Some Day this will all be Yours Brenda!
Gareth Jones explains that property owners need to be cautious when making potentially ‘throw away’ remarks like the one above, directed towards the entirely fictitious ‘Brenda’.
- An Intention to Transfer or Agreement
- Proprietary Estoppel: An Assurance
- Proprietary Estoppel: Reliance and Detriment
- Proprietary Estoppel: The Award
- How Ridley & Hall Can Help
An Intention to Transfer Property or an Agreement
When making a comment such as “Some Day this will all be yours”, a property owner may have every intention of transferring their property to Brenda. The owner could transfer it in life, set up a Trust or gift the property in their Will on death.
But what if the transfer does not materialise and the owner never actually had the intention of transferring the property.
Well, it is possible that a court may find that a Trust had been created, in which Brenda had an interest. But assuming there was no actual agreement between the owner and Brenda, Brenda, to stand any chance, would likely need to show she had made a contribution toward the deposit or mortgage.
So, what if there was no intention to transfer the property, no agreement to transfer it and no contribution toward the deposit or mortgage:
Well, there is still hope for Brenda! The doctrine of proprietary estoppel could potentially convert the above throwaway comment into a financial interest for her.
There needs to be some form of assurance given. The phrase “Someday this will all be yours” could amount to such an assurance. The question is whether the owner’s acts and/or words would have suggested to her that she was to have a financial interest in the property. But Brenda must be able to prove it. It is difficult when it is one person’s word against the other; in Gladstone -v- White and others  EWHC 329 (Ch), Ms. White claimed that her friend Mr. Gladstone had promised her that she would inherit his £15 million stately home after Mr. Gladstone and his wife died. She had moved in, and she claimed that she had been treated as a “surrogate daughter.” Nothing had been committed to paper though, and the court could not find enough evidence of the verbal assurance.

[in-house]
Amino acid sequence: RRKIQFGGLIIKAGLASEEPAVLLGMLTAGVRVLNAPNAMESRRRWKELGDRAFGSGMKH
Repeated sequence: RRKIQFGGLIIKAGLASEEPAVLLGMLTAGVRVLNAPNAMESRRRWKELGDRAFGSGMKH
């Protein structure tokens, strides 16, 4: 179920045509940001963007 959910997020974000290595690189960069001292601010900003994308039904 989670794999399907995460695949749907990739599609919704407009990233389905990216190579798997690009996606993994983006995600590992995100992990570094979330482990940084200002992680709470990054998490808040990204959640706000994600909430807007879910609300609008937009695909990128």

But it should be noted that an owner simply standing by while the other person continually lays out money on or in connection with the property could amount to an assurance.
Proprietary Estoppel: Reliance to Your Detriment
Whether the phrase “Someday this will all be yours” can be relied upon by Brenda in showing she has a financial interest in the property really depends on what she does after the comment is made. If Brenda is the child of the owner, the land in question is farmland, and she works for years on the owner’s farm, sacrificing a potentially more highly paid career elsewhere based on the assurance made, then she will argue she relied on the assurance, it was to her detriment, and it would be unjust to deny her those rights. Alternatively, if Brenda did no work on the farm and left home to pursue another career, she cannot say she relied on the assurance to her detriment.
Grant of Some Form of Equity – Proprietary Estoppel
If Brenda can establish that she relied on the assurance by the property owner to her detriment, she can expect some financial remedy. This may involve the transfer of the property to her if the court makes an award based on her expectation that she would receive the property. This is quite likely if, taking the example of farmland above, Brenda had worked for a significant number of years on the farm in reliance on the expectation that she would receive the property. Alternatively, the remedy may look at compensating her, partially or fully, on the basis of the life she could have had had she not acted to her detriment in reliance on the assurance.
How Ridley & Hall can help
Should you feel like you may be in Brenda’s position, or indeed that of the property owner, we would be delighted to help you. At Ridley & Hall, our litigation team and also our family team offer a broad range of expertise and experience to assist you with any dispute you may find yourself in related to your financial interest in property.